Totalitarianism Animal Farm by George Orwell
Orwell despised totalitarianism and freely admitted that "Animal Farm" was an deliberate assault against it. That much is obvious to the reader. Thankfully, he understood totalitarianism better in his day than do most people today with far more exposure to it.
The story is well-written and it goes like this: Farmer Jones is a disreputable sort of guy. He mistreats his animals and causes them to resent his rule. Inspired by an old boar named "Major", every animal on the farm conspires against him. Shortly thereafter, they seize their opportunity and run off Mr. Jones along with his wife. The farm is theirs. I expected the story at this point to chronicle the animals' demise. However, the animals manage the farm with surprising effectiveness, thanks largely to the ambitious and intelligent oversight of the pigs. The crops are planted and harvested. The cows are milked. They even teach themselves to read and write. Seven commandments of "Animalism" are publicly posted and give order to farm life. Each represents a criticism of humanity (e.g., "No animal shall kill any other animal"). In time, the pigs begin to take advantage of their superior intellect, demanding special privileges in the once-equal society. One pig in particular, Napoleon, through trickery and eventually murder, becomes the supreme ruler of Animal Farm. Predictably, his central planning leads to failures. Covering up his failures leads to the misuse of resources and, therefore, more failures. All the while, Napoleon is most concerned with accumulating power and demonizing his predecessor, "Snowball" (an exiled pig). One by one, all seven of the original commandments are transgressed by the privileged pig class. When murmurings surface concerning the violation of the commandments, Napoleon's spokespig, "Squealer," in Jay Carney-like fashion utilizes clever demagoguery and historical revisionism to deceive the other animals.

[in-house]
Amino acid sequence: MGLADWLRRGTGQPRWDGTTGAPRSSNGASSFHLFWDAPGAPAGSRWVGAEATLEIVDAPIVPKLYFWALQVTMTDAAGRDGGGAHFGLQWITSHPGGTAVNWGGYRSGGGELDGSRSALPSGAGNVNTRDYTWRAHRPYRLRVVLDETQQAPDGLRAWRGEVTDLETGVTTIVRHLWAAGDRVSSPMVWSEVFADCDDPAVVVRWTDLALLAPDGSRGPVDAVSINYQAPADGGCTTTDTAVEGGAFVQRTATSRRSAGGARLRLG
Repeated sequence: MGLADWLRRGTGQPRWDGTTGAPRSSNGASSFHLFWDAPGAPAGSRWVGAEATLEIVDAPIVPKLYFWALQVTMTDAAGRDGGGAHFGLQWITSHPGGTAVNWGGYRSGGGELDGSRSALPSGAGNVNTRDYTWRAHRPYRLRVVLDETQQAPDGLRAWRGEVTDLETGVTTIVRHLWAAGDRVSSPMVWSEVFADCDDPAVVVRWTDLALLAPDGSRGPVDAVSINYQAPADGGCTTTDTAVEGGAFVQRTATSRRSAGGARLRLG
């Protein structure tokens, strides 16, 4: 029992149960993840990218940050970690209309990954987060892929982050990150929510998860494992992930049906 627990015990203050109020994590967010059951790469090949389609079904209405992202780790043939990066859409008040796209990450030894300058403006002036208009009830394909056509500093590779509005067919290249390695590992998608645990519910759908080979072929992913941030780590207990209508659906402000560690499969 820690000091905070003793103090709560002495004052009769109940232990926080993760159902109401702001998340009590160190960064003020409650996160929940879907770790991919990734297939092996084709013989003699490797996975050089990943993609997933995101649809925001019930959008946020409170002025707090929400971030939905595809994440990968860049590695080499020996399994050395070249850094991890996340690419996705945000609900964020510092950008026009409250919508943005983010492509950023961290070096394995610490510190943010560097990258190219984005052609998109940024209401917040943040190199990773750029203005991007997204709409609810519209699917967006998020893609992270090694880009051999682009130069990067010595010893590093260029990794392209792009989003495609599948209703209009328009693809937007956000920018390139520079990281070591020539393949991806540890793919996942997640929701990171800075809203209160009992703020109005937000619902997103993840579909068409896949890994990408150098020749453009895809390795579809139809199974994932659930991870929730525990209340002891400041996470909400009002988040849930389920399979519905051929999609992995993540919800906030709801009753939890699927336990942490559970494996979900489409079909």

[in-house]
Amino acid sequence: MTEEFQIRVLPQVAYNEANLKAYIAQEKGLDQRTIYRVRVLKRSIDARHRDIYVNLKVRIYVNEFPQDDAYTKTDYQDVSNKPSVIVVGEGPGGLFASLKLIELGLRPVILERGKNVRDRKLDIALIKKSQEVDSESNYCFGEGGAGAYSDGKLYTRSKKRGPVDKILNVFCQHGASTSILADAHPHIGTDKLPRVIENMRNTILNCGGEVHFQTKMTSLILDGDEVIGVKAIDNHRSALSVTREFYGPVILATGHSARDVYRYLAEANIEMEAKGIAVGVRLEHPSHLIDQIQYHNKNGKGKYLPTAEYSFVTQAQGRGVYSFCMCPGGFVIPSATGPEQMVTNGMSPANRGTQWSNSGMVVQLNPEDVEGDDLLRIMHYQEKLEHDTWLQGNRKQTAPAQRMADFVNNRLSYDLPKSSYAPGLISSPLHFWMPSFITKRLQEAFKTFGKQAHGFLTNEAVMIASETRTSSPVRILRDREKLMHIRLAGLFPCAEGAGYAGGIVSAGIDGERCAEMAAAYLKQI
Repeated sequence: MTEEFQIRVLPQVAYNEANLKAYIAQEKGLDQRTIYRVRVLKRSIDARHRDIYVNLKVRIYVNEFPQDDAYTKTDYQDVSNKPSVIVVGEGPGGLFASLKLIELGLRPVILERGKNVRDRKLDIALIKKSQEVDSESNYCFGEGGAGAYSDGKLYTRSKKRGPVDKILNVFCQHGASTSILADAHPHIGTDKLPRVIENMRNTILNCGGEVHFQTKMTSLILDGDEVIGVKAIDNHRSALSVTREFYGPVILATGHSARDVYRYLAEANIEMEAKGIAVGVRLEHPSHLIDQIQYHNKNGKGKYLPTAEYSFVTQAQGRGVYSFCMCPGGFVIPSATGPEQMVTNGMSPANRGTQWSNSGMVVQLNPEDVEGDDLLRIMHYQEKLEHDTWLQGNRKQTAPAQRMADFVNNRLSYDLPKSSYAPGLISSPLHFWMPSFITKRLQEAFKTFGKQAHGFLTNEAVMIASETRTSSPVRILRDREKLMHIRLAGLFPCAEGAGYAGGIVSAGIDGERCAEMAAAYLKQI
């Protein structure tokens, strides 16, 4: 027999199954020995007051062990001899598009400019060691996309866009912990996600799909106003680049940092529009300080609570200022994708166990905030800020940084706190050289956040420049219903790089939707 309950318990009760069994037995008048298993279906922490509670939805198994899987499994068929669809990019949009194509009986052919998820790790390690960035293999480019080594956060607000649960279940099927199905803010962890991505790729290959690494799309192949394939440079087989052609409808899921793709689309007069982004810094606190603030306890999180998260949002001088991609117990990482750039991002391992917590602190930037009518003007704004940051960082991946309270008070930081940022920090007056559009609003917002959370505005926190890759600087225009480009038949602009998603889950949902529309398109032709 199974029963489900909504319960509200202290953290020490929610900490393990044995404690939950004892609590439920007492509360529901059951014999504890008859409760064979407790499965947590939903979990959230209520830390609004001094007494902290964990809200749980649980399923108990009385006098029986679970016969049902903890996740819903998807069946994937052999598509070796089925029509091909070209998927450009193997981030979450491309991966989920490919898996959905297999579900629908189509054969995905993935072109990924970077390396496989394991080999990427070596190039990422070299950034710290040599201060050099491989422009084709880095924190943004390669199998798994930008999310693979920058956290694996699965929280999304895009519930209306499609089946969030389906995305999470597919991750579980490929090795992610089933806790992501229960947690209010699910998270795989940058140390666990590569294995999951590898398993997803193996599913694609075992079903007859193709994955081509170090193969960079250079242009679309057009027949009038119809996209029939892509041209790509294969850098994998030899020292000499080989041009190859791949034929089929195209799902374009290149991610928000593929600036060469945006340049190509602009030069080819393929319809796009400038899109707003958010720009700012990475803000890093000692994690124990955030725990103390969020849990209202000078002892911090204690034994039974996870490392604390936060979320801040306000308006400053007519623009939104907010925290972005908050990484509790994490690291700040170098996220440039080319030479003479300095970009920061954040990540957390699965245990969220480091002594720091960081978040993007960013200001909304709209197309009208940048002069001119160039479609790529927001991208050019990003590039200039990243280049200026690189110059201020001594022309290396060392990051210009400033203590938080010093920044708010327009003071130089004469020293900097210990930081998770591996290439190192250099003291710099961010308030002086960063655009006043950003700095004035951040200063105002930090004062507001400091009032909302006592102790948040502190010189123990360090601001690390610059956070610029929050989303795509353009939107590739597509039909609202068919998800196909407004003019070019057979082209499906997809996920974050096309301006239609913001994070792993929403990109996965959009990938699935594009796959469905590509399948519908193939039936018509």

This book wouldn't have been half as fascinating to me if it weren't for the observation of its prophetic fulfillment in the Obama administration. See if you can read the book without being reminded of, for example, promises of refreshing transparency and criticisms of Bush's deficits. As if he had lived to see our day, Orwell perfectly portrays the hypocrisy of the Democrat party's enlarging upon the very offenses they (with great sanctimony) formerly condemned. The parallels are so uncanny one is tempted to wonder if the book has been circulated in the White House as a manual. Equally disturbing is the accuracy with which Orwell's depiction of the malleable horses and sheep captures the gullibility of young, loyal Democrats. Although the book is entertaining in its own right, it should be treasured most for its warnings about the real world.